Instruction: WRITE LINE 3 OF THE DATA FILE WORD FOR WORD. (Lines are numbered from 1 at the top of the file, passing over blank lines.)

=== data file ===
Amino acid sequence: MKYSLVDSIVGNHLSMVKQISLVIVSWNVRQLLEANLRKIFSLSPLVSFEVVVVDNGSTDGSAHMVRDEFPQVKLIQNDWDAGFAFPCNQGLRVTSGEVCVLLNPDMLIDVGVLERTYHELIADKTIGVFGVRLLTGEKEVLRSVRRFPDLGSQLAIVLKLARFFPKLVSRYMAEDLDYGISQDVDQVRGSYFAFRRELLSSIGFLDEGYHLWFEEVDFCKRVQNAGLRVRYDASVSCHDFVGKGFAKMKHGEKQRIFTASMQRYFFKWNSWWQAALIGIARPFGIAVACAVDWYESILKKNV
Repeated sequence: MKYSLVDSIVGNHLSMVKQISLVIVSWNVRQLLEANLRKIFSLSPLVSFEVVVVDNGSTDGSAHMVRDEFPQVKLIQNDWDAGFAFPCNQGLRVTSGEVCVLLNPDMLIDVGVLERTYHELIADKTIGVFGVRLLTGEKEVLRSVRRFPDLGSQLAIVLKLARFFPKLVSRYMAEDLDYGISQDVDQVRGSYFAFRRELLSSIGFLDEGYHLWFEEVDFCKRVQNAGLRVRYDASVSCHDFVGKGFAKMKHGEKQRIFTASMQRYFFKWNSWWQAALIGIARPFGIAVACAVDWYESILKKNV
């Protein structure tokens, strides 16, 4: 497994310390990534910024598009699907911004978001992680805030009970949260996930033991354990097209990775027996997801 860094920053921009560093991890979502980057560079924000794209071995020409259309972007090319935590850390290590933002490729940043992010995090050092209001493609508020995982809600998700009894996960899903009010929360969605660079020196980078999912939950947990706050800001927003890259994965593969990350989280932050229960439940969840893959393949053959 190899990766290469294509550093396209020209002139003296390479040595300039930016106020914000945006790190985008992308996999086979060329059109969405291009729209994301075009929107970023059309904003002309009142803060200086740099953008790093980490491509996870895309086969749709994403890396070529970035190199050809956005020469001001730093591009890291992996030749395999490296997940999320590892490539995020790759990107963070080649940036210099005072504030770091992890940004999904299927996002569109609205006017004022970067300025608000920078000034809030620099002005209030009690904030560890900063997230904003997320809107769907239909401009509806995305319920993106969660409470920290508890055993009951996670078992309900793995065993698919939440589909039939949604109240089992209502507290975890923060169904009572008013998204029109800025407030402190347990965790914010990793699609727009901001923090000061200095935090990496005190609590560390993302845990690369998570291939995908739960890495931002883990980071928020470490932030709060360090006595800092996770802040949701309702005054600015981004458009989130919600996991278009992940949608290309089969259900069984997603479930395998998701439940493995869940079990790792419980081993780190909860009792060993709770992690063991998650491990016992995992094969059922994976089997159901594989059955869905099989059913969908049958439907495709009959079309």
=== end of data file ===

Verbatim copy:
């Protein structure tokens, strides 16, 4: 497994310390990534910024598009699907911004978001992680805030009970949260996930033991354990097209990775027996997801 860094920053921009560093991890979502980057560079924000794209071995020409259309972007090319935590850390290590933002490729940043992010995090050092209001493609508020995982809600998700009894996960899903009010929360969605660079020196980078999912939950947990706050800001927003890259994965593969990350989280932050229960439940969840893959393949053959 190899990766290469294509550093396209020209002139003296390479040595300039930016106020914000945006790190985008992308996999086979060329059109969405291009729209994301075009929107970023059309904003002309009142803060200086740099953008790093980490491509996870895309086969749709994403890396070529970035190199050809956005020469001001730093591009890291992996030749395999490296997940999320590892490539995020790759990107963070080649940036210099005072504030770091992890940004999904299927996002569109609205006017004022970067300025608000920078000034809030620099002005209030009690904030560890900063997230904003997320809107769907239909401009509806995305319920993106969660409470920290508890055993009951996670078992309900793995065993698919939440589909039939949604109240089992209502507290975890923060169904009572008013998204029109800025407030402190347990965790914010990793699609727009901001923090000061200095935090990496005190609590560390993302845990690369998570291939995908739960890495931002883990980071928020470490932030709060360090006595800092996770802040949701309702005054600015981004458009989130919600996991278009992940949608290309089969259900069984997603479930395998998701439940493995869940079990790792419980081993780190909860009792060993709770992690063991998650491990016992995992094969059922994976089997159901594989059955869905099989059913969908049958439907495709009959079309």